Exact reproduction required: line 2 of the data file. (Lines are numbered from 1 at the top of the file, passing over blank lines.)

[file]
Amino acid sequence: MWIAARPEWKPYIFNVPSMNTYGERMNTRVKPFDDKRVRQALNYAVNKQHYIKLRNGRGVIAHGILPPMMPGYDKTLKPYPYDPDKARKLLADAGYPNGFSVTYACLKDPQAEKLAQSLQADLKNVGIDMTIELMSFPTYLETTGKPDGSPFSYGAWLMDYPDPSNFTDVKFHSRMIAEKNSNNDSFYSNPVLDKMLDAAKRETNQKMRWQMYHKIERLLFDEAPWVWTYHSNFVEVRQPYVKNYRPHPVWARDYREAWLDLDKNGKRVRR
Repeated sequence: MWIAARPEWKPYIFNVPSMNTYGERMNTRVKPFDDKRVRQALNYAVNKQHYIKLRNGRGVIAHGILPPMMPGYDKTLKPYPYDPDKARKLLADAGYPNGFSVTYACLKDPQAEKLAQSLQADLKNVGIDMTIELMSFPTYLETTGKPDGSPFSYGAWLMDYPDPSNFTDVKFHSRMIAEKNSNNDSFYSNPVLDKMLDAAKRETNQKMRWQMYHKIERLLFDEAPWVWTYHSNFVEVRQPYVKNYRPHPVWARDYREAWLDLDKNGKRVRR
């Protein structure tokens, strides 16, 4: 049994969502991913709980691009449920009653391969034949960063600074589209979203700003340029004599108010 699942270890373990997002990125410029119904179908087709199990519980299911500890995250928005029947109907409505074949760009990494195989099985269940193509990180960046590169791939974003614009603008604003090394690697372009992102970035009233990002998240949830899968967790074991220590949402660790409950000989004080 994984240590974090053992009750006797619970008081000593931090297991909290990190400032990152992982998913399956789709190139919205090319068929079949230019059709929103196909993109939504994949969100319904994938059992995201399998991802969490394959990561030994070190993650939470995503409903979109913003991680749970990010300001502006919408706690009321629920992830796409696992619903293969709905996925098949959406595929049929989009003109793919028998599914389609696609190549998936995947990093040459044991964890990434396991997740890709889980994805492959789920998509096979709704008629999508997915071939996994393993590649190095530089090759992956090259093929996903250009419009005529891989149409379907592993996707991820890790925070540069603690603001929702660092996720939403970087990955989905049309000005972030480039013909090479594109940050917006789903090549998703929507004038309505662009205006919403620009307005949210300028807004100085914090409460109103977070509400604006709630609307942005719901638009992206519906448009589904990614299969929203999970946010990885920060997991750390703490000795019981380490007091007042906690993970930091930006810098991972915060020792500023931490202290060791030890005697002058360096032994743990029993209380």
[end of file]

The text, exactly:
Repeated sequence: MWIAARPEWKPYIFNVPSMNTYGERMNTRVKPFDDKRVRQALNYAVNKQHYIKLRNGRGVIAHGILPPMMPGYDKTLKPYPYDPDKARKLLADAGYPNGFSVTYACLKDPQAEKLAQSLQADLKNVGIDMTIELMSFPTYLETTGKPDGSPFSYGAWLMDYPDPSNFTDVKFHSRMIAEKNSNNDSFYSNPVLDKMLDAAKRETNQKMRWQMYHKIERLLFDEAPWVWTYHSNFVEVRQPYVKNYRPHPVWARDYREAWLDLDKNGKRVRR